A Conference Board survey of 5000 American workers reveals that only 45% are satisfied with their jobs, and all categories and ages of workers show downward trends. These findings are a red flag to employers, who (if they’re smart) will be stepping up their efforts to engage their workforce, ensure new hires are a great fit with the job/company/culture, and find what really works to motivate and delight employees.
But I wonder if this report reveals an even more significant trend about how we view work and career. Once, work was just that – work we did, jobs we held to put food on the table and support our families. A hundred years ago, there was little notion of having a “career” or finding work that fulfilled our personal aspirations. If people were lucky, they found something they liked and were good at. But now there is much societal pressure on people to find meaningful work … to align our personal values with the work we do … to identify our greatest passions and fulfill them through our work.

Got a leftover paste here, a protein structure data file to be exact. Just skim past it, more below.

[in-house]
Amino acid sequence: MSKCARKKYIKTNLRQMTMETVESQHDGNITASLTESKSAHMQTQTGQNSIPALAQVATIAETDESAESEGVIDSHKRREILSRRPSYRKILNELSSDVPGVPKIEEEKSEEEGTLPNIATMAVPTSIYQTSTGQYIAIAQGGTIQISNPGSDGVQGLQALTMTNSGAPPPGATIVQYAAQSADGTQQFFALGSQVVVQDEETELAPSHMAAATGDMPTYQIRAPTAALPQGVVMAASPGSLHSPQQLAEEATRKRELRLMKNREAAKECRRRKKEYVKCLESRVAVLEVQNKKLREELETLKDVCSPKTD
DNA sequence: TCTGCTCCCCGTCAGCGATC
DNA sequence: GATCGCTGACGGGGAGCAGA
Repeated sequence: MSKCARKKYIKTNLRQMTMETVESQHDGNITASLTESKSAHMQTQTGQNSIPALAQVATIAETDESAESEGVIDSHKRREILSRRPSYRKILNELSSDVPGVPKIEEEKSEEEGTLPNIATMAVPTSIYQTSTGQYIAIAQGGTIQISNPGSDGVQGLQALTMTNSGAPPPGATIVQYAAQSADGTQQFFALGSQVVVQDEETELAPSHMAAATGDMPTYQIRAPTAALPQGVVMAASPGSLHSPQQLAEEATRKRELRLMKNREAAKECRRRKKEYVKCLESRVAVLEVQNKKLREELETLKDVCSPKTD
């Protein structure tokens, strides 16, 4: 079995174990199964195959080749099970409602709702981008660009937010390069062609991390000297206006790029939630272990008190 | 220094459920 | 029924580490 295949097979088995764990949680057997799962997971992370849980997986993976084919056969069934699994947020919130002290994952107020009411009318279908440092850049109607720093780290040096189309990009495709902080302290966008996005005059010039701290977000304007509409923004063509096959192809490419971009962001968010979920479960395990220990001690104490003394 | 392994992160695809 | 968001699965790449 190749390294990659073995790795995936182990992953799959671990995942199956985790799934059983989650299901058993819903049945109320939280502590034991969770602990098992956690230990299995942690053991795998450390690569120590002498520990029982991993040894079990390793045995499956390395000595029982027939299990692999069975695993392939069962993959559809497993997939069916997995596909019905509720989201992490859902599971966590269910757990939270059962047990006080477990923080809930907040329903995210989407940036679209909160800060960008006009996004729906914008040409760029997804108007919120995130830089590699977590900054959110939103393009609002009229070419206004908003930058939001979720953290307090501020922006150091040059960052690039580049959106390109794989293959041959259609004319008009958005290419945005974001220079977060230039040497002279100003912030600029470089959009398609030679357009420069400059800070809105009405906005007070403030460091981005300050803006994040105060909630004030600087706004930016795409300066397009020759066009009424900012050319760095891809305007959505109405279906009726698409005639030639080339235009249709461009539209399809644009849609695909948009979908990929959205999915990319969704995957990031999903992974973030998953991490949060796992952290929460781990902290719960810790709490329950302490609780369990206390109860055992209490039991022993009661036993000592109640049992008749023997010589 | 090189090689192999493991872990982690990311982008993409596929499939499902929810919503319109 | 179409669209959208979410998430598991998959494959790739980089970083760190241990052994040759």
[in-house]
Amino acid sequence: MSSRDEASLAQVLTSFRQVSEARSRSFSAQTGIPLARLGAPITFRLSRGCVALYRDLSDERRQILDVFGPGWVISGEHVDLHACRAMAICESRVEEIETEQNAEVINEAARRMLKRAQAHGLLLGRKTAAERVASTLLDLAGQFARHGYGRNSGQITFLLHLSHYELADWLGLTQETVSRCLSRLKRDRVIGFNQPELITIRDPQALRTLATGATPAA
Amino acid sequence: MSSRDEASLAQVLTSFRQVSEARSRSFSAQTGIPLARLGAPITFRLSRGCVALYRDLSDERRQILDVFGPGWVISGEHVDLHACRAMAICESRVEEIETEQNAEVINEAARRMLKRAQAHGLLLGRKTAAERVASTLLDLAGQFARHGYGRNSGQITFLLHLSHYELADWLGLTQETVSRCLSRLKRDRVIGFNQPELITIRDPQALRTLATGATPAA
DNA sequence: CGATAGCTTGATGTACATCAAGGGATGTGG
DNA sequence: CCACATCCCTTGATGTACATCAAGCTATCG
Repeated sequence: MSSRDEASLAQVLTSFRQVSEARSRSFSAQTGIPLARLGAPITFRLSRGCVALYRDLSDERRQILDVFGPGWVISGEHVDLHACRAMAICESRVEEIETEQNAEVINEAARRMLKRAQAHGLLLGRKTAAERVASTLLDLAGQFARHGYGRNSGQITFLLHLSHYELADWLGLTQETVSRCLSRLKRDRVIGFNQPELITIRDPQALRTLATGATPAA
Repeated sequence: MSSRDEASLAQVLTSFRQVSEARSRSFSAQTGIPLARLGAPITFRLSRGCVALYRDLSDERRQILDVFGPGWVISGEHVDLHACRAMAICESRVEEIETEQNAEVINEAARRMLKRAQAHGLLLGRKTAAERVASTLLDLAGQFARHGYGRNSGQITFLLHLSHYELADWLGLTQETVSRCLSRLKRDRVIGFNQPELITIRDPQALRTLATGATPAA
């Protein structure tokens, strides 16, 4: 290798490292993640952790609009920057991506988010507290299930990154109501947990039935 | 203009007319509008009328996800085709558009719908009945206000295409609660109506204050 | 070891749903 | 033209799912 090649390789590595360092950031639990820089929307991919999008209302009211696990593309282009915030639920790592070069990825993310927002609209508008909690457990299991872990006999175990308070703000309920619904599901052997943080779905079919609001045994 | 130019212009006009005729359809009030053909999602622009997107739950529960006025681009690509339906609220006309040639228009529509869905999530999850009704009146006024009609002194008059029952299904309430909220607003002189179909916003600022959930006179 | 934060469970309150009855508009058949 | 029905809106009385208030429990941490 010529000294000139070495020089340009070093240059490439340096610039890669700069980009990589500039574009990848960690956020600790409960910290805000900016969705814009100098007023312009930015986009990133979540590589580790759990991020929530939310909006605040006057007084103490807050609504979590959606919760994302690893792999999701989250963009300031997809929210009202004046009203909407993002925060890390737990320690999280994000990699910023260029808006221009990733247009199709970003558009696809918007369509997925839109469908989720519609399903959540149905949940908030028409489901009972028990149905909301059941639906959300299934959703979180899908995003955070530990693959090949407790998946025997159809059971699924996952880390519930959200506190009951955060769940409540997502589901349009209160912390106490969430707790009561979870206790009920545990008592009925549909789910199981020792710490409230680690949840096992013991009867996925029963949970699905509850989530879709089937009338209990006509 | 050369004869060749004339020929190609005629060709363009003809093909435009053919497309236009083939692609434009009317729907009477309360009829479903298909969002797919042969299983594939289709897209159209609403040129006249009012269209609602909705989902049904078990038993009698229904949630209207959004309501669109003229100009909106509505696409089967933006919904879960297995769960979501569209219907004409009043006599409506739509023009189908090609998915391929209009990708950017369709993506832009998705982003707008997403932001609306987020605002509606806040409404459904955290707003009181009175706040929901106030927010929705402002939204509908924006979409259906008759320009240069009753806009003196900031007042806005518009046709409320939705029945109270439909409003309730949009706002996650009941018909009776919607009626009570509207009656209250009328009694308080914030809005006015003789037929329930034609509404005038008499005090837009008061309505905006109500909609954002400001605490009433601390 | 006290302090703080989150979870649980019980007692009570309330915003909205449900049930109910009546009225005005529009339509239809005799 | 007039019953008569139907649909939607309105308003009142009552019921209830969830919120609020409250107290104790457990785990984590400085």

Perhaps some of this pressure is due to the huge amounts of time and energy we pour into our work. The 9-to-5 is long gone for many people, and if you’re working 8-to-8 you’d better love what you’re doing! And in a culture where coaching has become commonplace and there is enormous emphasis on finding work that fulfills us, it’s easy to feel dissatisfied when our jobs don’t meet these very lofty societal goals.
So maybe workers need to cut themselves some slack – not expect to find total joy and fulfillment at work (at least not every day) – as long as there are pockets of satisfaction and an underlying belief that your work is worthwhile.